New Delhi: Rating agency Icra has revised thermal power sector outlook to ‘stable’ from ‘negative’ due to strong demand growth and realisation of dues from discoms under LPS (late payment surcharge) scheme. The Icra’s outlook for the thermal power segment has been revised to stable from negative, supported by the healthy improvement in the thermal PLF (plant load factor or capacity utilisation) level in FY2023, which is likely to sustain in FY2024, coupled with the reduction in dues from state distribution utilities (discoms), an Icra statement said.
The PLF improvement is driven by the strong recovery in electricity demand growth in the country. A sustained growth in electricity demand is expected to improve the visibility on the signing of new power purchase agreements (PPAs) for the thermal IPPs (independent power producers), it stated.
Vikram V, Vice President & Sector Head – corporate ratings, Icra, said, “The all-India thermal PLF level is expected to improve from 58.9 per cent in FY2022 to 64.0 per cent in FY2023 and further to 65.5 per cent in FY2024, led by healthy demand growth and limited thermal capacity addition. The full-year demand growth for FY2023 is estimated at 9.5-10 per cent, which is likely to moderate in FY2024, though remaining healthy at 5.5-6.0 per cent.”
Further, he stated that the power-generating companies are benefiting from the realisation of overdues from discoms under the late payment surcharge scheme notified by the power ministry in June 2022.
Dues from discoms have declined from Rs 1.3 trillion (Rs 1.3 lakh crore) as of May ’22 to about Rs 0.6 trillion (Rs 60,000 crore) as on March 1, 2023, according to data from the PRAAPTI portal.
While this is a near-term positive for generation companies, a sustainable improvement in payments is linked to improving the financial profile of the discoms.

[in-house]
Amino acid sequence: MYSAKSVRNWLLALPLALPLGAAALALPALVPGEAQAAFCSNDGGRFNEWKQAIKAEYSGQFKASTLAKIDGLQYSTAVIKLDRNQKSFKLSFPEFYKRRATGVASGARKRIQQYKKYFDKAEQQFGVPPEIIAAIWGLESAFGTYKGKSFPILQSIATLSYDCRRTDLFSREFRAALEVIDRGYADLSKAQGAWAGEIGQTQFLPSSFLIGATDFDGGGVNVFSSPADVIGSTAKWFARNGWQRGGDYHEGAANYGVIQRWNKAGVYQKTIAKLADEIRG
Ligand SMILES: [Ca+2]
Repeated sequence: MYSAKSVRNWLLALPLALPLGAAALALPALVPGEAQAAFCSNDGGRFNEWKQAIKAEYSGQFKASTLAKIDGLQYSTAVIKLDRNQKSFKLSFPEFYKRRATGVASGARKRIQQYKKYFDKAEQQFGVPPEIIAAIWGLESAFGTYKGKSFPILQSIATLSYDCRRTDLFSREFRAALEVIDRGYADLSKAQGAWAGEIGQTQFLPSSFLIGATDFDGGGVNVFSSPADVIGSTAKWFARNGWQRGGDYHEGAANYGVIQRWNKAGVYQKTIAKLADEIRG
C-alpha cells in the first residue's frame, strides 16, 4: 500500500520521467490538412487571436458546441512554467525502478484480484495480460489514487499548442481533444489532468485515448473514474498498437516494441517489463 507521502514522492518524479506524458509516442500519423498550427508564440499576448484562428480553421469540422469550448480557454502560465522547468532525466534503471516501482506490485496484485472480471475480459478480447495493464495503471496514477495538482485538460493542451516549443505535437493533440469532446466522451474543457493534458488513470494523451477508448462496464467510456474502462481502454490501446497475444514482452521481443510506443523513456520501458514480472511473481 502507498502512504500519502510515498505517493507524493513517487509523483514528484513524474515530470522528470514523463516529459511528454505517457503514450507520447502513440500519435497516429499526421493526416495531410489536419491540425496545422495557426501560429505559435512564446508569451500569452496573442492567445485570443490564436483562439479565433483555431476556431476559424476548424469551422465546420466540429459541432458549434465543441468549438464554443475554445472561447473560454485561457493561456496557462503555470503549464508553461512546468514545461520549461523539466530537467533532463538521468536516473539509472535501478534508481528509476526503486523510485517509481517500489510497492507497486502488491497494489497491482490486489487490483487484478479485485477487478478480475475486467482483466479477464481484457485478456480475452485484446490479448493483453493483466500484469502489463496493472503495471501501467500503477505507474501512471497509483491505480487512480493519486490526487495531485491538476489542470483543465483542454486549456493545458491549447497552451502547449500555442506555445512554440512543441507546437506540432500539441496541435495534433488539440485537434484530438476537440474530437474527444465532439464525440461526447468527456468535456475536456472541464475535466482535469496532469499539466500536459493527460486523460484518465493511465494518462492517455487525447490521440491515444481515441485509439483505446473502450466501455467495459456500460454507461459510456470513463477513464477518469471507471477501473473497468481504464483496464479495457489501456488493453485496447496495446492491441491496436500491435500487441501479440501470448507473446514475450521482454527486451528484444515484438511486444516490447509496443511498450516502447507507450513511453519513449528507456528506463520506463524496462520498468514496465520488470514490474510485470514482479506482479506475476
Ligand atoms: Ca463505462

This remains a key monitorable from the outlook perspective for the thermal segment, he added.
The improved demand and higher tariffs in the short-term market have led to an improvement in profitability for thermal IPPs in 9M FY2023.
This is offset to some extent by the rise in open market coal prices. Also, the modest coal stock position remains a concern area for the sector.
While the coal stock level at power plants is witnessing a gradual improvement and was at ~12 days as on February 28, 2023, it remains half of the normative stock level of ~24 days.
Given the expectations of healthy demand growth in the summer season, the augmentation of coal supplies on a sustained basis remains important to ensure an uninterrupted power supply.
He stated,”The discoms in 17 out of the 28 states have filed tariff petitions for FY2024, indicating moderate progress. The median tariff hike proposed for FY2024 stands at 5.0 per cent against the 1.9 per cent median hike approved for FY2023.”
Considering the upward pressure on the cost of supply amid the increased use of imported coal and higher tariffs in short-term tariffs and rising interest costs towards the loan availed under the LPS scheme, the cash gap per unit is likely to remain high at over 60 paise per unit for state-owned discoms at the all-India level in FY2023 and FY2024, he pointed out.
In this context, he said that timely issuance of tariff orders with adequate tariff hikes by the state electricity regulators remains important.
Icra’s outlook for the power distribution segment remains negative. The progress in improving the operating efficiencies, realisation of dues from respective state governments and government bodies, and timely pass-through of cost variations to customers through regular tariff revisions are key to improving the financial position of the distribution utilities on a sustained basis, it stated.